Earlier this summer, Facebook made hashtags clickable in status updates published from both personal profiles and brand Pages. Hashtags have been a great tool for promotion and discovery on other social networks, and since their launch on Facebook marketers have jumped on the bandwagon with success. However, that might not be the case for everyone.
A recent study by Facebook analytics service EdgeRank Checker stated that posts with hashtags don’t have as great of reach than those without. The company looked at more than 500 Pages in July to see whether hashtags were used. Of those Pages, there were more than 5,000 posts, of which at least 6,000 contained hashtags.
Going into the study, the company’s assumption was “if people see an object in the News Feed with a hashtag they’re interested in, they will click the hashtag to discover more interesting content related to the particular hashtag. Brands that talk about trending hashtags may receive additional exposure due to other Pages using hashtags because their Page may show up unexpectedly.”
But based on the results, hashtags on Facebook posts resulted in less viral reach, specifically there was a decrease in the amount of engagement per fan and that it wasn’t affected by the size of the fan base — meaning that there’s no correlation that the more fans you have, the great the positive impact on your engagement.
To adjust for error, EdgeRank Checker also collected Twitter data to see if hashtags increased engagement. The company analyzed 50 Twitter accounts from the Fortune 500 and found that using a hashtag typically resulted in roughly double the likelihood of being retweeted. More than 70 percent of the brands experienced an increase in retweets when using a hashtag compared to those that didn’t.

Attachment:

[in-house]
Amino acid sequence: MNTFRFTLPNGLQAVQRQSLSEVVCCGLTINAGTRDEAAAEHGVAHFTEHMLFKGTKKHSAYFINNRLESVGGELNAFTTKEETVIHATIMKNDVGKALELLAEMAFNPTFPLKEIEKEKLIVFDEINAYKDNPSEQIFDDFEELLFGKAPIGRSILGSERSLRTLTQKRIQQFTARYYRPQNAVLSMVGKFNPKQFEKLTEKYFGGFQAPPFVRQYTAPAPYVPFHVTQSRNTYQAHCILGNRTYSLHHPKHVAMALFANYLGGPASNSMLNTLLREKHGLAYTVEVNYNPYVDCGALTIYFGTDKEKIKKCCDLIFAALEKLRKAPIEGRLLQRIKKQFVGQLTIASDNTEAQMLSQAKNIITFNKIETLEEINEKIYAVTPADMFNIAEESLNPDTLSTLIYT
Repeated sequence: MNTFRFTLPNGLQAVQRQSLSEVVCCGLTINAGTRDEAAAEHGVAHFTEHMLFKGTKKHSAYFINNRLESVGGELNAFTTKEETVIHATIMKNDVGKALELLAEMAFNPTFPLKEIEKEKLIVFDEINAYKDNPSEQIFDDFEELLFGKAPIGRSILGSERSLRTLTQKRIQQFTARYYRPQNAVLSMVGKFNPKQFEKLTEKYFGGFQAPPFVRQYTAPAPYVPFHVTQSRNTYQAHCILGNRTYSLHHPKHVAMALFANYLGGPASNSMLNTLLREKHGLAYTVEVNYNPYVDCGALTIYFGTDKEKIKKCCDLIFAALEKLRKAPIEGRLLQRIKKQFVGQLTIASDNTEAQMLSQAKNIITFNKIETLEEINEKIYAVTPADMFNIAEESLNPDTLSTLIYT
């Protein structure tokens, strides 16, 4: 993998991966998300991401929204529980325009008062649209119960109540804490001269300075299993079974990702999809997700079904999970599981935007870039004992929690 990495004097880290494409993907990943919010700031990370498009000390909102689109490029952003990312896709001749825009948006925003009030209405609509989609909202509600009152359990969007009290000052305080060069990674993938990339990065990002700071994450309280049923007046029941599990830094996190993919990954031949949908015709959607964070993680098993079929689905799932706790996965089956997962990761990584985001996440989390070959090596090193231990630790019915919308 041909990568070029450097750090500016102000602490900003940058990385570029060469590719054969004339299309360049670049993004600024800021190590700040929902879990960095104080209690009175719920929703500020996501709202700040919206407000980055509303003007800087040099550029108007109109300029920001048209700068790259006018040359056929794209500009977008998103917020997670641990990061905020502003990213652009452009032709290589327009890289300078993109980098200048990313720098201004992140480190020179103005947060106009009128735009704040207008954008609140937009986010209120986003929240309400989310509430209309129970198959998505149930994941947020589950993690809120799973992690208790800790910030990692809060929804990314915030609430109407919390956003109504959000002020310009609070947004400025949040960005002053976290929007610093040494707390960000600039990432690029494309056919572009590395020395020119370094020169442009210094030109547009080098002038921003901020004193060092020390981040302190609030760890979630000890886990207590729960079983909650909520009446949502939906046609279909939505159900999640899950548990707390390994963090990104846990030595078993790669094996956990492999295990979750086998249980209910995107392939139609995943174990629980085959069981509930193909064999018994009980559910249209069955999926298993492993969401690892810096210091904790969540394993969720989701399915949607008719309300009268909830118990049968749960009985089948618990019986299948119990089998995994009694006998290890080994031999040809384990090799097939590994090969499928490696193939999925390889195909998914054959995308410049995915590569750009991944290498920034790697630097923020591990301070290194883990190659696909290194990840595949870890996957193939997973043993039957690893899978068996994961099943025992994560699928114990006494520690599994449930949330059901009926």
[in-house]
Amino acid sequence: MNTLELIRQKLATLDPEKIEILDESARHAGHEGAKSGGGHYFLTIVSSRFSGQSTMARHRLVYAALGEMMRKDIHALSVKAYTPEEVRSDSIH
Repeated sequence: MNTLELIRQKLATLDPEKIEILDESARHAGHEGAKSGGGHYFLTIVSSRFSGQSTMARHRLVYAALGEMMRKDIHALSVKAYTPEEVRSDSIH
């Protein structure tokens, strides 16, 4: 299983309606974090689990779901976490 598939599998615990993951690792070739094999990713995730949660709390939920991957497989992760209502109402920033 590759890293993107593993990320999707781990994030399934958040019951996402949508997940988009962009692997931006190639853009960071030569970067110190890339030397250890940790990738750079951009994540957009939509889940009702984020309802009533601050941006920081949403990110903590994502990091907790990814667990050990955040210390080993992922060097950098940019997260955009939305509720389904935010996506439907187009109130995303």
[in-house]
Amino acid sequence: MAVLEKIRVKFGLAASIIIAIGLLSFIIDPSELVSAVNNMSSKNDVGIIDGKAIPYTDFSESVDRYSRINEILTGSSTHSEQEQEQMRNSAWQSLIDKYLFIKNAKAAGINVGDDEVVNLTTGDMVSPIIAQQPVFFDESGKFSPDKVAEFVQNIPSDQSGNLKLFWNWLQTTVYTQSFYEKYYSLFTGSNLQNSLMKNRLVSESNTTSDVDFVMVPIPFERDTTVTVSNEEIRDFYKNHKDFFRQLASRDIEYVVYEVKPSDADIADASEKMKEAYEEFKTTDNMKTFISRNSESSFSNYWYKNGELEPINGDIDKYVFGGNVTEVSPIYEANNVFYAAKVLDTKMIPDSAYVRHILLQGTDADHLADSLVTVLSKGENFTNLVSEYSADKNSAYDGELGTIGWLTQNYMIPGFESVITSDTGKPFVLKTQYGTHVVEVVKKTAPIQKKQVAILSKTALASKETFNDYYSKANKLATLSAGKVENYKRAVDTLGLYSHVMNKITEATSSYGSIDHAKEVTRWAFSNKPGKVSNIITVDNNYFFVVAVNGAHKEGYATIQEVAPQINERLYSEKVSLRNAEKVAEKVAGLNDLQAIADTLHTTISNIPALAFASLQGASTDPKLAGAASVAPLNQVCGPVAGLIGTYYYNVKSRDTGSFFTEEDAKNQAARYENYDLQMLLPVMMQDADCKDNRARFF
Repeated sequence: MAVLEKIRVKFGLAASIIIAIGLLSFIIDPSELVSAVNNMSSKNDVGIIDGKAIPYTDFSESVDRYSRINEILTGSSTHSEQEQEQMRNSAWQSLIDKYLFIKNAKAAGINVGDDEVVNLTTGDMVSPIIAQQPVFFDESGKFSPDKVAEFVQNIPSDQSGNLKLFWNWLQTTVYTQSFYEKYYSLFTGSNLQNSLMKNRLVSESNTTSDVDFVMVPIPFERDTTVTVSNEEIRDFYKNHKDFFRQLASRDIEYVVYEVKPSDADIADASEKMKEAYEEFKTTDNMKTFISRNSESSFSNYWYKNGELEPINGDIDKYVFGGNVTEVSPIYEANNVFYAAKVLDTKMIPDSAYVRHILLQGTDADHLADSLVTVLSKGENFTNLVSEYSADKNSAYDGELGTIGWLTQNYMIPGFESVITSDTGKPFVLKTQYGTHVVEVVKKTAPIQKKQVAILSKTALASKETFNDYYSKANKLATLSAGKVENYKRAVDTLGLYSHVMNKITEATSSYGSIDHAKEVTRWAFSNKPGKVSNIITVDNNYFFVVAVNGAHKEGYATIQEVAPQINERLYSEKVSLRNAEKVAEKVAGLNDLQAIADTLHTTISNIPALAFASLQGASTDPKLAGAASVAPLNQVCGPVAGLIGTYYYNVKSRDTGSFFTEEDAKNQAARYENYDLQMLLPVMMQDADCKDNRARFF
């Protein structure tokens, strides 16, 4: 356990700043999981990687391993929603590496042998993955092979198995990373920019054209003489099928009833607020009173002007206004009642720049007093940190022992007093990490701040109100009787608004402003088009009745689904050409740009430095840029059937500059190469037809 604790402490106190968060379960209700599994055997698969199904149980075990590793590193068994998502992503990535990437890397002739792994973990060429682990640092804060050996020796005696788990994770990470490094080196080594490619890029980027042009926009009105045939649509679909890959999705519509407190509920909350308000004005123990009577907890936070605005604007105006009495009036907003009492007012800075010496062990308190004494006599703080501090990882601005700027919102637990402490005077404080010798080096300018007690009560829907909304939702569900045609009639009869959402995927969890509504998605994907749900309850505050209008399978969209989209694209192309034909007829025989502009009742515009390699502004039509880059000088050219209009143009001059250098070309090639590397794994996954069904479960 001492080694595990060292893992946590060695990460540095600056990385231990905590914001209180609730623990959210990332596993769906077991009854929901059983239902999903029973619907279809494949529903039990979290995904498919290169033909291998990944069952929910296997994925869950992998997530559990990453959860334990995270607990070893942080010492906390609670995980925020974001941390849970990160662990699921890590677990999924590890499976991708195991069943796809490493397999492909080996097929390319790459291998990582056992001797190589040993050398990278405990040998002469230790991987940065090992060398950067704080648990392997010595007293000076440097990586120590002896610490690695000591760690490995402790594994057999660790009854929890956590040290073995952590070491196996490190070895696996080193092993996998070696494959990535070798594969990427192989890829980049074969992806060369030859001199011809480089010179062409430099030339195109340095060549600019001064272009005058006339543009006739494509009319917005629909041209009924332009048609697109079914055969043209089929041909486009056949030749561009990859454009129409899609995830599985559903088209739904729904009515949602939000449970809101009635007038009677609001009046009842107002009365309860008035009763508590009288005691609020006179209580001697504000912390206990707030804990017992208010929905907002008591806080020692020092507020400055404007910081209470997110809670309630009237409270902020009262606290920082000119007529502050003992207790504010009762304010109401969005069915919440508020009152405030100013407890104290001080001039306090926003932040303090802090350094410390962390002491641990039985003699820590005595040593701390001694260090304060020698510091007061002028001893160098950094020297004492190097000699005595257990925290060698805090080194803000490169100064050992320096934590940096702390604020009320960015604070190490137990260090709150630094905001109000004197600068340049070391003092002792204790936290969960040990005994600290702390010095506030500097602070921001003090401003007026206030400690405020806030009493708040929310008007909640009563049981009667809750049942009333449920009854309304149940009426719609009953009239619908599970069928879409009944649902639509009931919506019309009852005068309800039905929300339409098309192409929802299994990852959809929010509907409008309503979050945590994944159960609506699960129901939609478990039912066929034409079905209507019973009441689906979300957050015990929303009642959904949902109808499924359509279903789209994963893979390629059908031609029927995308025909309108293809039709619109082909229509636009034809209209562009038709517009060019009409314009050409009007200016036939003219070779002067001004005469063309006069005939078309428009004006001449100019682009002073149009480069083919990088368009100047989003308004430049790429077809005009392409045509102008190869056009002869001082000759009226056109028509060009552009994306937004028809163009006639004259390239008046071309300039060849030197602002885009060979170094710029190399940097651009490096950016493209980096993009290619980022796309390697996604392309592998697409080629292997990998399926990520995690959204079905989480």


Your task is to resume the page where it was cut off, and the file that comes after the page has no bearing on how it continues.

Keep in mind that hashtags are still relatively new to Facebook, whereas Twitter members have been using them for years. It’s possible that the results could be influenced by a learning curve. It’s also possible that the particular hashtags weren’t interesting enough or were too promotional. While this study provides Twitter marketers with an interesting read, it also serves as a good reminder to stay grounded when trying out new marketing strategies.
Success had by others didn’t come immediately and might not come at all for everyone who follows in their footsteps. Figure out what works for your brand and fans and build from there. If you’re interested in seeing more data from this study, you can read the complete report on EdgeRank Checker’s blog.
Jennifer Beese: Jennifer Beese has worked as a community manager and social media strategist. When she’s not writing, you can find her studying anatomy and physiology—she literally has a skeleton in her closet—or under the stars with her telescope.